Set in the newest "in" Manhattan restaurant, the play opens with an ethereal waiter preparing for the arrival of a party of four. Just as the two couples are about to enter, it magically begins to snow making the night perfect for a cozy after-theater supper. The two middle-aged couples, Marty and Terry, and Renee and Phil, old friends reuniting after three years, have just seen a new Broadway play. Shedding the formality of the theater, the four friends settle into the comfort of the restaurant, order cocktails and begin to reacquaint themselves. The years and distance separating them have changed them more than they thought. Discussing the play and playing catch-up leads to little arguments and major differences of opinion. More drinks are ordered and apologies ease the way into dinner over which are discussed sex, the wearing of fur, matters of health and problems with their children. Time and distance aside, these couples know each other very well and will always be close friends. A third couple, Emily and Matt, acquaintances of Marty and Terry, stop by the table to say hello. After introductions, they are convinced to stay for a nightcap even though Emily has already had too much to drink. The nightcap sends her over the edge, and when the recent tragic death of her son is brought up, the uncomfortable situation is made worse. Emily makes a drunken, public spectacle of herself, forcing Matt to all but carry her out of the restaurant. The ugliness of the moment is not lost on Marty, Terry, Renee and Phil, all of whom are deeply effected. Having shared painful secrets and made new discoveries about one another, the four put their disagreements and arguments behind them and forge ahead in friendship until next time.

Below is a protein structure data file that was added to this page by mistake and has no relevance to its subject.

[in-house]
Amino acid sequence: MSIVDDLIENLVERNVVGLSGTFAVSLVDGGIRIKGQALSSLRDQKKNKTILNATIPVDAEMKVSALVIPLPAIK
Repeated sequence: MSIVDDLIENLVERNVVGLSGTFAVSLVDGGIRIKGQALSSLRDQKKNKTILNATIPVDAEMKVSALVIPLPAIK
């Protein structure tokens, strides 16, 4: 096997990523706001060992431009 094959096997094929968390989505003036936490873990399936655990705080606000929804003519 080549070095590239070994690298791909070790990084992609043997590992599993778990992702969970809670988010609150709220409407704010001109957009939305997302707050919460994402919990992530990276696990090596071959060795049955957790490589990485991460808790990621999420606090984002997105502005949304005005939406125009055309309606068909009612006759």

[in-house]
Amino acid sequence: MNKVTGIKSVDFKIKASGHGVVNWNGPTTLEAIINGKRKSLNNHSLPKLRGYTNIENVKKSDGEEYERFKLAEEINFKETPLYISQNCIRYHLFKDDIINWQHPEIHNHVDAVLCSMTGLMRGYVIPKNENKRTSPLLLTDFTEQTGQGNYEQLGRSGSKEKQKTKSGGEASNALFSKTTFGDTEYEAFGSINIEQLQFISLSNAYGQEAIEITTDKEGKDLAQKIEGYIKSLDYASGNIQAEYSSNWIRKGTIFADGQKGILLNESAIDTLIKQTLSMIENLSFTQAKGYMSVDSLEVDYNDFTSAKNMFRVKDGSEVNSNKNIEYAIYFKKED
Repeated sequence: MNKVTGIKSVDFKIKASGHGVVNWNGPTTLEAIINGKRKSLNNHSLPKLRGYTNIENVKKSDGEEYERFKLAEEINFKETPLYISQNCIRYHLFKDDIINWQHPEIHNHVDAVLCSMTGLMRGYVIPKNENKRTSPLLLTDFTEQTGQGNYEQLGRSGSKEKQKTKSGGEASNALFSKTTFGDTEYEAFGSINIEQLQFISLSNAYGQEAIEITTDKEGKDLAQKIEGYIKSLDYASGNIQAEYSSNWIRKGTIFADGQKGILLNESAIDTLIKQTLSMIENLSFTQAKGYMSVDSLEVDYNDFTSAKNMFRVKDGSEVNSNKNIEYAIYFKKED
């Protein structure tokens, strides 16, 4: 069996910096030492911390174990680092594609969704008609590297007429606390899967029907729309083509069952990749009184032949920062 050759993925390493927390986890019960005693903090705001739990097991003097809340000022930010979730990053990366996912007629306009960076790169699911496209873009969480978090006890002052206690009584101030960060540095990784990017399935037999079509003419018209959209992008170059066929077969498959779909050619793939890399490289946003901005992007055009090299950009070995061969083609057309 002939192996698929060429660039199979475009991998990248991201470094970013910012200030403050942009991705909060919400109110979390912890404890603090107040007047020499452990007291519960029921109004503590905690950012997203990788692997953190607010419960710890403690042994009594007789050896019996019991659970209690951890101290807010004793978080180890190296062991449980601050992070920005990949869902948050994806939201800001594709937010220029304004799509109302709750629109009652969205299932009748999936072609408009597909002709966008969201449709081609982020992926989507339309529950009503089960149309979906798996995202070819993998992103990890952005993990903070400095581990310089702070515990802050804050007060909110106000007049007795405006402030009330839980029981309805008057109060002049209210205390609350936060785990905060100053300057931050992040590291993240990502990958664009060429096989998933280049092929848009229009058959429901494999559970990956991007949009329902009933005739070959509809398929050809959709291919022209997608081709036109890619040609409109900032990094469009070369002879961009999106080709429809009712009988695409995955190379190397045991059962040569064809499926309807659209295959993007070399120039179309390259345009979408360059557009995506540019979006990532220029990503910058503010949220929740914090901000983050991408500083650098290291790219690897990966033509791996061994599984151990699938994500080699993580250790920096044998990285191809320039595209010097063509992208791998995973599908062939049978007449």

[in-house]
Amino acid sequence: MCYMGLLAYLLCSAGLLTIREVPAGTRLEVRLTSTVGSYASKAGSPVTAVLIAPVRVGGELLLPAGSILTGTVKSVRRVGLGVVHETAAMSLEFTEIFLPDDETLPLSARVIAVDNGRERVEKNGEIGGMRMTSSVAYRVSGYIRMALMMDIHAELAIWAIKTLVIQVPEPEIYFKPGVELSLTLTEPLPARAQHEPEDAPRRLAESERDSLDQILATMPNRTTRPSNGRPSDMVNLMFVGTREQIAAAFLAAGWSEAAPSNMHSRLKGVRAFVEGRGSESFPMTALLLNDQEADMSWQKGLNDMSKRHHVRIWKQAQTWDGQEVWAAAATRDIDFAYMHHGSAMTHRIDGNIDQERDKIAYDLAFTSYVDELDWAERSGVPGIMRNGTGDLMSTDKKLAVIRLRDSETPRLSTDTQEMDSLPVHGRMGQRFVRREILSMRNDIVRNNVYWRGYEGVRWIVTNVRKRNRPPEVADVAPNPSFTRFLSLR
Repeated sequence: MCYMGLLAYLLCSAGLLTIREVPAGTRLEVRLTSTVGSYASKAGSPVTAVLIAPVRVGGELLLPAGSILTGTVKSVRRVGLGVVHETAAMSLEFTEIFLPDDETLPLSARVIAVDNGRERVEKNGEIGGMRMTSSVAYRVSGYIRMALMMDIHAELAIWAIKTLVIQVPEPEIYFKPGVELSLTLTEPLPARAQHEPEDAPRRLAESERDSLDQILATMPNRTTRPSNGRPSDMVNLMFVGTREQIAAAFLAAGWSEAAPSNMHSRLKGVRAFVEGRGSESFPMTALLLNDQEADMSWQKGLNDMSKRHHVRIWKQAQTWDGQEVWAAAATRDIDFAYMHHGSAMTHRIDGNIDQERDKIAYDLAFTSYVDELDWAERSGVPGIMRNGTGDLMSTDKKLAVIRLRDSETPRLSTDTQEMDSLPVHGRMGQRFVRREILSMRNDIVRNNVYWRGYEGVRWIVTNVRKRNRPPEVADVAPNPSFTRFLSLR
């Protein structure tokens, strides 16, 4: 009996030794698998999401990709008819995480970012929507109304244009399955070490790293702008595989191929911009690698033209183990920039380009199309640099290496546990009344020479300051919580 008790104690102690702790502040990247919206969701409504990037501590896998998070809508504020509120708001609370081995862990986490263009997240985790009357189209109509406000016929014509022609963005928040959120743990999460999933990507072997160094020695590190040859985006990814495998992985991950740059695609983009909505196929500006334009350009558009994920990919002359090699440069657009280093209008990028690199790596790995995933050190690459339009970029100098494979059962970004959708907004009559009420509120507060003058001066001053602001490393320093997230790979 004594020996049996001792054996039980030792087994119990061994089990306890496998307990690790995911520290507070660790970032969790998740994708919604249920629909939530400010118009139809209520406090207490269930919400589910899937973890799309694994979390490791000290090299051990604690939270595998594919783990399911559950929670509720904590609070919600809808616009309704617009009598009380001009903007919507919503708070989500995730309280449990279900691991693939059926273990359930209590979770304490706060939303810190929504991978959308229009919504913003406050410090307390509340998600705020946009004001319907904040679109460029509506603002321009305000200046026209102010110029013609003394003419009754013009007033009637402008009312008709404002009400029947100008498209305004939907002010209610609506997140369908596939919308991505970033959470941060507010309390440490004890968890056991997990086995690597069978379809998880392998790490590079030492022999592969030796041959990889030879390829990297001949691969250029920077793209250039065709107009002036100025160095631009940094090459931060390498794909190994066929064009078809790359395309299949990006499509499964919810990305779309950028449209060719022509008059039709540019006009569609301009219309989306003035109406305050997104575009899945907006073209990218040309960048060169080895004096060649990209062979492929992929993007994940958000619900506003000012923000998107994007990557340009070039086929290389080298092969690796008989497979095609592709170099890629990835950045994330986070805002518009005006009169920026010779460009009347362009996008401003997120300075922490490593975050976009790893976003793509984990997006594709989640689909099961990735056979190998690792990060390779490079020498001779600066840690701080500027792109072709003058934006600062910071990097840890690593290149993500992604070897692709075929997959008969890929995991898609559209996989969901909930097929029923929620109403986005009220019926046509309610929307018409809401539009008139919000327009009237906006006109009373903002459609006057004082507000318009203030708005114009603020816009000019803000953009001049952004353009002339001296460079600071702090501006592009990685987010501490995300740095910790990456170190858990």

Perhaps best known as half of the comedy team, Stiller and Meara, the highly respected actress Anne Meara's playwriting debut transferred from Manhattan Theatre Club to a successful Off-Broadway run. "…Meara…has written an astonishingly strong first play…Think Edward Albee and maybe Shecky Greene filtered through the sensibility of an observant woman on her way to psychological perfect pitch…No joke. Meara is a find." —NY Newsday. "…there is a solidity to Meara's writing that a lot of theatre writing lacks. That makes this an unusually entertaining evening." —NY Daily News.